Taipei is reluctant to go on bankrolling state-owned AIDC as it struggles to find foreign investors for its risk-sharing international projects

Brent Hannon / Taichung, Taiwan

Taiwan's Aerospace Industrial Development Corporation (AIDC) - the government-owned aircraft builder and parts producer - continues to lose money, and, as the government struggles to support 12 other huge state-owned industries, it is reluctant to provide continued funding.

Meanwhile, many of AIDC's recent risk-sharing ventures are still in the development stage and are years from profitable production. These projects include building cockpits for the Sikorsky S-92 helicopter, empennages for the Bombardier Continental business jet and wings for the Aero Vodochody Ae-270 turboprop.

Lack of money means AIDC is unable to rebuild and retool its three factories and it cannot take further substantial risk-sharing stakes in international projects. A joint venture with Airbus to build parts for the A380 has been abandoned because AIDC does not have the $120 million required to take a 1% share in the project.

AIDC became a state-owned corporation in 1996, when the Department of Defence turned it over to the Ministry of Economic Affairs (MoEA). The MoEA was tasked with reducing the number of employees, signing subcontracting and risk-sharing deals with overseas companies, and eventually privatising the corporation.

The MoEA has had some success in attracting risk-sharing work. In addition to delivering 91 empennages for the Boeing 717-200 AIDC has carried out pre-production work on the Continental, Ae-270 and S-92. It also performs subcontract work, including empennages for the Alenia/ Lockheed Martin C-27J Spartan transport aircraft, rudders for the Dassault Falcon 900 and 2000, and parts for aircraft engines, including the General Electric CT7 and Honeywell AS900.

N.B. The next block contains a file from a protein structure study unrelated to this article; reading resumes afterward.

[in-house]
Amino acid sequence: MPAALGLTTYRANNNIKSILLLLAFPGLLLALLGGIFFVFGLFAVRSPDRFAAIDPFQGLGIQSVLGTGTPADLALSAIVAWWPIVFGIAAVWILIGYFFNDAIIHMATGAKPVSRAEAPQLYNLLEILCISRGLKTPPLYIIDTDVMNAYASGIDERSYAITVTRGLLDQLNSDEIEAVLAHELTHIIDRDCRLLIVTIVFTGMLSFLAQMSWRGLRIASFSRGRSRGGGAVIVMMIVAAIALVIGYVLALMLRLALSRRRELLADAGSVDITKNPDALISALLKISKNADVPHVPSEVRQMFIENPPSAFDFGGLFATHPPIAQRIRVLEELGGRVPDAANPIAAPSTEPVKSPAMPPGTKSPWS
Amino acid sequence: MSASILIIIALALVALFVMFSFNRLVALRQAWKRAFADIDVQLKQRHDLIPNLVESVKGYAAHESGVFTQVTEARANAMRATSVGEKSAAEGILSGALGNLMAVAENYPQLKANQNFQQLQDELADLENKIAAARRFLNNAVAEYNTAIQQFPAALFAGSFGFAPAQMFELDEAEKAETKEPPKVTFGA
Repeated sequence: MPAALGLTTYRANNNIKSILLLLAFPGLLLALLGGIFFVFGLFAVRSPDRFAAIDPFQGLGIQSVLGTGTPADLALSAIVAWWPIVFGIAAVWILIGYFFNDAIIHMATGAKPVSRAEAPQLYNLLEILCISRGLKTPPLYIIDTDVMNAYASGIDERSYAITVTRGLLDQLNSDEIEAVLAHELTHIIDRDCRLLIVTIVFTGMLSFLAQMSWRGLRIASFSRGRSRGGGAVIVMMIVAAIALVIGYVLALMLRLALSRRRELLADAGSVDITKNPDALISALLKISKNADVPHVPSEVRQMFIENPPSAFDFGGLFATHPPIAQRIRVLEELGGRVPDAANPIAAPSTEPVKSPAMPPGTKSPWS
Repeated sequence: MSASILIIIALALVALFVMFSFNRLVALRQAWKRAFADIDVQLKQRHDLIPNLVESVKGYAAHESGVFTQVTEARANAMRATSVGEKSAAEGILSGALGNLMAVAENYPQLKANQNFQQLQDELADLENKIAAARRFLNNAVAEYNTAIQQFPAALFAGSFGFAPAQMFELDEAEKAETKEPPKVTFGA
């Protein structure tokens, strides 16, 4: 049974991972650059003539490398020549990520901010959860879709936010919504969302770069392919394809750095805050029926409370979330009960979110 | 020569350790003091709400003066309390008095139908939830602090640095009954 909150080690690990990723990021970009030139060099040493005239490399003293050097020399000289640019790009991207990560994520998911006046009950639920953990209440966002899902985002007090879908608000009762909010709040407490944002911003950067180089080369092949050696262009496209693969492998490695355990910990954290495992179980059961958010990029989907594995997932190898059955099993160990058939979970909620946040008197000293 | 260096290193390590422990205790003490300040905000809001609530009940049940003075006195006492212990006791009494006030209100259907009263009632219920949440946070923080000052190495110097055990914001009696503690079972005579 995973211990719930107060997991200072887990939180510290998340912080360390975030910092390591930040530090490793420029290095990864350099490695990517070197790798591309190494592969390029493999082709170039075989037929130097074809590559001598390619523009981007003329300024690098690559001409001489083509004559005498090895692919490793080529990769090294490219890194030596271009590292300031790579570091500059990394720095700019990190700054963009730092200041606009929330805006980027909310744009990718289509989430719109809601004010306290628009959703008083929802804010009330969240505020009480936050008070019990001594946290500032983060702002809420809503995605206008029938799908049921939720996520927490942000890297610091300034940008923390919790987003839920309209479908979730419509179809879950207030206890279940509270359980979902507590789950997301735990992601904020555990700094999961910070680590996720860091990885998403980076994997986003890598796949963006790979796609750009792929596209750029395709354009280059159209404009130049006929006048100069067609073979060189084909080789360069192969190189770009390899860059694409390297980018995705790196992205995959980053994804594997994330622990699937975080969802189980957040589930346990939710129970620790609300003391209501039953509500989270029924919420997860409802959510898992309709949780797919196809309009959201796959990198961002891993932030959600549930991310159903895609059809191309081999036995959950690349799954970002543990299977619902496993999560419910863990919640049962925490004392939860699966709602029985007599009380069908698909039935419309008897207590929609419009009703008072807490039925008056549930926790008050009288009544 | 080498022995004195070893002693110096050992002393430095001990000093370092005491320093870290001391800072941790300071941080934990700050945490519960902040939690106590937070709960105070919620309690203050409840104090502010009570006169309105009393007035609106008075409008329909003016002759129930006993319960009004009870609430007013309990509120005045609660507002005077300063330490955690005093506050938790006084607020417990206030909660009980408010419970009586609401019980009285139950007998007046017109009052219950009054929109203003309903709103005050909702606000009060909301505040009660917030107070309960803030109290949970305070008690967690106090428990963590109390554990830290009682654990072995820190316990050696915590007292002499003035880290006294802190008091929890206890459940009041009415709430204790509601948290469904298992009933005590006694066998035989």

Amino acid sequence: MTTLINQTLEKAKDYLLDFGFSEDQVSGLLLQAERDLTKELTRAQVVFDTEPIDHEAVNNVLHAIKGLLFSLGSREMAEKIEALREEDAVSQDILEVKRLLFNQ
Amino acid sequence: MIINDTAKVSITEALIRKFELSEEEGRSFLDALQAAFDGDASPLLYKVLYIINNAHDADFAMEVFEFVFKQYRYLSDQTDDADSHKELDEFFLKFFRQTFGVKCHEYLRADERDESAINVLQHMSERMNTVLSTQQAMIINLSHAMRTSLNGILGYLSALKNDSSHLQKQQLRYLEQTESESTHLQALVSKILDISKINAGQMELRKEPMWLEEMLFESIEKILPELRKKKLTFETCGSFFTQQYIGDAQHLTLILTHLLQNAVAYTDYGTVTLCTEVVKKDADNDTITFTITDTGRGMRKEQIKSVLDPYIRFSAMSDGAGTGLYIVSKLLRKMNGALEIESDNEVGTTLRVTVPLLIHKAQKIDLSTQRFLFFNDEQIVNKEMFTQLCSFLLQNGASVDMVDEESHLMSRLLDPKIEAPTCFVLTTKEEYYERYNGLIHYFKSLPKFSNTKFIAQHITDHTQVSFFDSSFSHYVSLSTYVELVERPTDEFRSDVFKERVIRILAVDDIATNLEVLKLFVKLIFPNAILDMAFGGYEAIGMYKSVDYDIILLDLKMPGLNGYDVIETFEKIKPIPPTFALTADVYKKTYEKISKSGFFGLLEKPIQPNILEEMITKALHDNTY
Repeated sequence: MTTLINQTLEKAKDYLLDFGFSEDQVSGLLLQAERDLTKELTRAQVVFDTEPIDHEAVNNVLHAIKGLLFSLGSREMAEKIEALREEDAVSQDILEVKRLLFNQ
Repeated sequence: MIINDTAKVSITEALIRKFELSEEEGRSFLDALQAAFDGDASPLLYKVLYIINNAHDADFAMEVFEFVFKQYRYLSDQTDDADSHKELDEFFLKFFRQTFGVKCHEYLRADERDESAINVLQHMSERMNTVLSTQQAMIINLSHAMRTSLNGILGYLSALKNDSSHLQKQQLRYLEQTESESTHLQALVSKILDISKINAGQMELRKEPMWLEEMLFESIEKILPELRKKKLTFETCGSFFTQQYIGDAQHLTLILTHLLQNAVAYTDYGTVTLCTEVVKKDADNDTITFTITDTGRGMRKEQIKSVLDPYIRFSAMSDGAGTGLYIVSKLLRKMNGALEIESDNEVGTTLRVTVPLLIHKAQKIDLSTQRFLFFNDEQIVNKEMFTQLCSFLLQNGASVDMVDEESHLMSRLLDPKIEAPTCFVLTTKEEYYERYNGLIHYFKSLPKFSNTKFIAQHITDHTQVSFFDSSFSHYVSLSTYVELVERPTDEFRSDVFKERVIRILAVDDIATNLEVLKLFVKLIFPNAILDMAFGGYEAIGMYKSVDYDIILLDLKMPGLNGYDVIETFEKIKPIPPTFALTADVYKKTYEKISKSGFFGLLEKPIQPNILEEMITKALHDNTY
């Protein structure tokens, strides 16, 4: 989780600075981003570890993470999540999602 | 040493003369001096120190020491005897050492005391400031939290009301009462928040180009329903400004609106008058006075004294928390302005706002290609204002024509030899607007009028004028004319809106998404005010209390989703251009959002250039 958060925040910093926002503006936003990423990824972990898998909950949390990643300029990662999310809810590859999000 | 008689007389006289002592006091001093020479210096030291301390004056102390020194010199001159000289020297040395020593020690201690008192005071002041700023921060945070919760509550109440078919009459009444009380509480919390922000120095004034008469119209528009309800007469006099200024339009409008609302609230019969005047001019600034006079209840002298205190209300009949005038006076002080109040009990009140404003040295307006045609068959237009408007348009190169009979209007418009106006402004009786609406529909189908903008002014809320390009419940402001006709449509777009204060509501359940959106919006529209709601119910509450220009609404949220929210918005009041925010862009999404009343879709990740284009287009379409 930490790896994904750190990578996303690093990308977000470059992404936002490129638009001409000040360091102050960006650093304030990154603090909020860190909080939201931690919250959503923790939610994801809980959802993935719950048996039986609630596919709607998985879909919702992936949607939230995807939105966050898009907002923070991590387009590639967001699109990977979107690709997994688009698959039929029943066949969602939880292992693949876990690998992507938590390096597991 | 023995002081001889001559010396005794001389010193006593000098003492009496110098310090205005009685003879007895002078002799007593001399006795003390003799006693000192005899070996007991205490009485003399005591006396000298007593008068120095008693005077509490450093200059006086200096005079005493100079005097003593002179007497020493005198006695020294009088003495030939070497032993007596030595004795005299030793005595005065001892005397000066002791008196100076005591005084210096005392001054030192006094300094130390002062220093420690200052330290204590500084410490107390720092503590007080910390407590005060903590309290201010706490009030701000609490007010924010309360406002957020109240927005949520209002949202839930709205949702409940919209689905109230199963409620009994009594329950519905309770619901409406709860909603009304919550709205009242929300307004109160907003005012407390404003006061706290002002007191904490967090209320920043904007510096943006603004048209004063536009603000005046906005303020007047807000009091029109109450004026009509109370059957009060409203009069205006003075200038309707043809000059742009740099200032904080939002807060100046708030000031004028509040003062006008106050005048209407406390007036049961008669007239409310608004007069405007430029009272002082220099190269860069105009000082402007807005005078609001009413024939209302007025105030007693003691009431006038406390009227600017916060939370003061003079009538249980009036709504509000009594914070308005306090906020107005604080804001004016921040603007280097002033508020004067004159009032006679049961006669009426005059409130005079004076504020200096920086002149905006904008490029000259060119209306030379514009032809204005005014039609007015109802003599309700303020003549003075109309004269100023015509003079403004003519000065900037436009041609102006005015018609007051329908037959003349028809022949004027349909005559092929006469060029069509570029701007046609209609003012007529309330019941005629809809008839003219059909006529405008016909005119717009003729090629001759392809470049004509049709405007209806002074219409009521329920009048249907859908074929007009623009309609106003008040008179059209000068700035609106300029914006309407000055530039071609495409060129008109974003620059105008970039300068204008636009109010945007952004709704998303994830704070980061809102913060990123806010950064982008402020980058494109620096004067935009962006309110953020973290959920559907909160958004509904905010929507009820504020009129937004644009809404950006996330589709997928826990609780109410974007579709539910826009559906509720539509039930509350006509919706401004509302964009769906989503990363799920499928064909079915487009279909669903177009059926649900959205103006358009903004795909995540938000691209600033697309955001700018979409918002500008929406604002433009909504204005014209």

AIDC recently secured the contract to supply 717-200 horizontal stabilisers to ShinMaywa of Japan, a Boeing subcontractor, and has signed a contract to provide crew doors for the Sikorsky S-76 helicopter. It may also supply empennages for the Boeing 737, a deal said to be worth $100 million over the next three to five years. AIDC hopes the contract can be signed soon, because it would help ensure another government cash injection.

Tough competition has limited AIDC's ability to attract work. In one instance, a co-operative deal with France's Latecoere to help produce fuselage parts for the Airbus A340-500 and A340-600 fell through when a Korean Air bid undercut AIDC. Taiwan's international political predicament - China claims the island is a renegade province - has not helped. A plan to upgrade the Ching-Kuo Indigenous Defence Fighter (IDF) and sell it overseas as a training aircraft fell through, partly because potential buyers feared a negative reaction from China.

Sharp fall in income

The corporation's income fell sharply at the end of 1999, when it delivered the last of 130 IDFs to the Taiwanese air force. Since then AIDC has struggled to find revenue to offset the loss of IDF production. Currently, 70-80% of its income comes from military projects, including service and maintenance of the IDF fleet.